In 1953 I was to experience another life-changing interview. Having passed the eleven plus examination I was entitled to attend a grammar school. Admission to the Catholic Wimbledon College, pictured above during my time there, required getting through another test. This was an interview with Fr Wetz, one of the three Jesuit priests from the school whose obituaries I was later to read in The Times. The only exchange I actually remember is the sporting one. I, who had never played any formally organised game in my short life, was asked which sports I liked best. Knowing the school’s bent, I replied “rugby”. “Oh”, was the response. “Where have you played that?”. “With my brother and sister”. I lied lamely. I must have been marked up for quick thinking.

On 22nd January 1965, the Labour Prime Minister, Harold Wilson, was to appoint Anthony Crosland Secretary of State for Education and Science. In her biography published in 1982, Susan Crosland wrote that her husband had told her “If it’s the last thing I do, I’m going to destroy every fucking grammar school in England. And Wales, and Northern Ireland”. I will be ever grateful that I finished my period of education long  enough before he succeeded. My schooling ended earlier in 1960, when the result of the trial of ‘Lady Chatterley’s Lover’ meant that it would be possible for the Crosland quotation to be printed in full. I have no doubt that copies would have been widely circulated by those boys attending later that year.

The book, by D.H. Lawrence, was published by Penguin Books who were prosecuted under the Obscene Publications Act of 1959. The verdict, delivered on 2 November 1960, was “not guilty” and resulted in a far greater degree of freedom for publishing explicit material in the United Kingdom. The prosecution was ridiculed for being out of touch with changing social norms when the chief prosecutor, Mervyn Griffith-Jones, asked if it was the kind of book “you would wish your wife or servants to read”.

Someone nicked my copy, so I took this image from the many on the internet.

Refurbishing Garage Door Planting

This morning I posted https://derrickjknight.com/2021/09/06/a-knights-tale-28-three-monarchs-in-quick-succession/

While we continue to experience the dry scorching heat of an Indian summer, our containers need watering at least once a day. Occasionally diverting for a little dead heading I carried out this task this afternoon while Jackie

completed and photographed the progress of her refurbishment of the front garden garage door planting.

Later, while we sat on the decking with Diet Coke for Jackie and fizzy water for me, I photographed the little fuchsia Mandarin Cream; a bushy hibiscus; pretty petunias in hanging baskets and on the decking itself with lobelias, impatiens, variegated ivy, and jasmine whose flowers are over; views of the Dragon Bed and the gazebo; a stand of begonia pots; and shadows cast on a New Zealand flax.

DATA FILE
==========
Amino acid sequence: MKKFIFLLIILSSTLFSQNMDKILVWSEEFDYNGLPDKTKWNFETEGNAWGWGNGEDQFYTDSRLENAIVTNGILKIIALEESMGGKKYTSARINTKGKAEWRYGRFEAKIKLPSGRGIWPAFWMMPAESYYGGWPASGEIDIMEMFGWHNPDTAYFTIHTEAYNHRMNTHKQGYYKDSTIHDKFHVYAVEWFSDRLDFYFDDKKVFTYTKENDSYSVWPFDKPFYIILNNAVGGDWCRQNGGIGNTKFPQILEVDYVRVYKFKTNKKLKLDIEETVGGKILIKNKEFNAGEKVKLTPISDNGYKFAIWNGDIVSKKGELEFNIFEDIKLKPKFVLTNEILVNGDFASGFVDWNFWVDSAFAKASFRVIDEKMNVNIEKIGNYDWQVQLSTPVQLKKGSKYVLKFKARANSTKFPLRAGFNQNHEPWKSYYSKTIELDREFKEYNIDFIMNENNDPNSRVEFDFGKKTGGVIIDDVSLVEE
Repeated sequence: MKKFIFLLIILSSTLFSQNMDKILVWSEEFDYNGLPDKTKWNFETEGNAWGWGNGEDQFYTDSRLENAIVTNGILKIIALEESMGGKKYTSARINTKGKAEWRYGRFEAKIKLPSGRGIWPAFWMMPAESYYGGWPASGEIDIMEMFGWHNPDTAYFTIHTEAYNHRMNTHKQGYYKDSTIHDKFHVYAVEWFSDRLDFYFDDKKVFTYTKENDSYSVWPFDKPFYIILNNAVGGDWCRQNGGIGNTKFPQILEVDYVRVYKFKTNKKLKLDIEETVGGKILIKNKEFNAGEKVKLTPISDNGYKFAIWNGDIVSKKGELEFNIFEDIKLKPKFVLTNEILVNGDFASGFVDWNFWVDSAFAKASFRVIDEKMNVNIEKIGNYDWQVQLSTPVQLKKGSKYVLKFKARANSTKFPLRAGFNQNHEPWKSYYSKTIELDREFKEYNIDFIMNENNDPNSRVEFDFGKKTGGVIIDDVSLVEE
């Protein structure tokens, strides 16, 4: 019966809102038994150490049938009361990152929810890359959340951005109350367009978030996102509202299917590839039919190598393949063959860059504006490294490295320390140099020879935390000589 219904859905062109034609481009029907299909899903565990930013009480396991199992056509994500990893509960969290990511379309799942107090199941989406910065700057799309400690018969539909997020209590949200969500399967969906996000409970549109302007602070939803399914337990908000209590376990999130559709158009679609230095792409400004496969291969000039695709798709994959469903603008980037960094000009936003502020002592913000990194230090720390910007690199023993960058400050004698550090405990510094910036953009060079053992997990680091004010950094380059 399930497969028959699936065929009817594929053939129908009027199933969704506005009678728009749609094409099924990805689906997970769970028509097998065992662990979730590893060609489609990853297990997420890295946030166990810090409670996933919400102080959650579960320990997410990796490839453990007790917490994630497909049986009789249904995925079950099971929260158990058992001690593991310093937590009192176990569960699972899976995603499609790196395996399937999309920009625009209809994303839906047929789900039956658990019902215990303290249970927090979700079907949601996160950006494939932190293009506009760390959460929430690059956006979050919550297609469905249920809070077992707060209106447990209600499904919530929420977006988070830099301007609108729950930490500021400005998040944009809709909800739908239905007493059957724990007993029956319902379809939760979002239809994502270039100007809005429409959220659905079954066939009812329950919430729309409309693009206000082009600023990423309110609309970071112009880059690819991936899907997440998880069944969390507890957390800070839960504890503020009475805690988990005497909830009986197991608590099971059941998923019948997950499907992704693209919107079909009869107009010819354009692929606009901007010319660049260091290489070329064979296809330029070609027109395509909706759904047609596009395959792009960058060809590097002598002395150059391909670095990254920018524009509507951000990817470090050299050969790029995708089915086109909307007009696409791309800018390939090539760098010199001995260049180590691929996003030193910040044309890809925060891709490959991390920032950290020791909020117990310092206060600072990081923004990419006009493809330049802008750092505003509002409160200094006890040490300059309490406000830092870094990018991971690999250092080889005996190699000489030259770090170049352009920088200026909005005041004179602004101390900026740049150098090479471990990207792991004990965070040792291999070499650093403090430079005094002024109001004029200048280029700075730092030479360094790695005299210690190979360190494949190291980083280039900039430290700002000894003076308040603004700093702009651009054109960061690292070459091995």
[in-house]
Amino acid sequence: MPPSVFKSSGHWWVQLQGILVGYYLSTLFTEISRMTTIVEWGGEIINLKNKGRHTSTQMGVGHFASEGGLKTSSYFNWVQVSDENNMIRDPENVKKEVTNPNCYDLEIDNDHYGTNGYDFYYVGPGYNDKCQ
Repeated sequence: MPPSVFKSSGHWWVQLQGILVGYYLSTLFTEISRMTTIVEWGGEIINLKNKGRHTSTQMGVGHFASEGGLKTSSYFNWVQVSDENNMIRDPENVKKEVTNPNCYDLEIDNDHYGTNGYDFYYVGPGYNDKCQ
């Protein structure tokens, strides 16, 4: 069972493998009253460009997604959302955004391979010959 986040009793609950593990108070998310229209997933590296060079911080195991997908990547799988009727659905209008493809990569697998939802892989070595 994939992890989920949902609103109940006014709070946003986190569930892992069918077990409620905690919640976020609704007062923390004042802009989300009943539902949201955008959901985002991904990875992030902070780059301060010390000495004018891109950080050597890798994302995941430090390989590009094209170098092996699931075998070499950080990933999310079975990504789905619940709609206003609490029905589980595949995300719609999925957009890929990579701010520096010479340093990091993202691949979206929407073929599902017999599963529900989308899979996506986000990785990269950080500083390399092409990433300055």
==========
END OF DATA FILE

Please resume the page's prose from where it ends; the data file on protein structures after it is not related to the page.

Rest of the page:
I then stepped into the Rose Garden and photographed hydrangea Lanarth White: two different stages of Aloha, the red of which fades to pink over time; Gloriana, now too high for me to reach with secateurs; deep pink Special Anniversary; and the ever golden Absolutely Fabulous.

This evening we dined on succulent roast chicken; tasty gravy; boiled new potatoes. crunchy carrots and cauliflower; and fried mushrooms, with which Jackie drank more of the Pinot Grigio, and I drank more of the Dao.

A Knight’s Tale (28: Three Monarchs In Quick Succession)

In our classroom on the morning of 6th February 1952 we witnessed the dragon’s tears.  Miss Bryant was an extremely fearsome headmistress.  Hitherto the only tears associated with her were those of pupils who were in for it.  As I have previously indicated, being sent to Miss Bryant was to be avoided at all costs.  This time, Miss Bryant came to us.  That in itself was an event, as she toured the school with the dreadful news.  This calm, contained, diminutive, yet terrifying woman burst into our classroom in tears to announce: ‘The king is dead!’. 

I can assure you there is no more effective way to imprint an image for life on a child’s memory.  It is a sobering thought that most people alive today have known no other UK monarch than Queen Elizabeth II; and that when she ascended the throne in 1953, most of her subjects did not have a television.

Mr. and Mrs. Brown lived next door.  In sixteen years I don’t remember ever having seen either of them.  I think there was a disability involved.  Mr. Brown made Elizabeth a doll called Minnehaha.  It was the Browns’ television, I believe, which was responsible for my teenage fantasies.  No, not those fantasies.  In the twilight moments between being awake and asleep, I would hear the three discordant notes which Mum said were coming from their television.  I believe it was a closing down signal.  This led me to thinking how wonderful it would be if you could have a picture frame on your wall and a gadget that could tune in to and display in this any of the films currently being shown on any of the four cinemas Wimbledon then boasted.  We didn’t have a television and the only one I had ever seen was a small wooden cabinet bearing a postage stamp sized screen.  This was for the occasion of the coronation on 2nd June 1953 when those of us at school who didn’t have a television were billeted with those who did.  Being a tall lad I was seated at the back from whence I peered at a tiny black and white haze.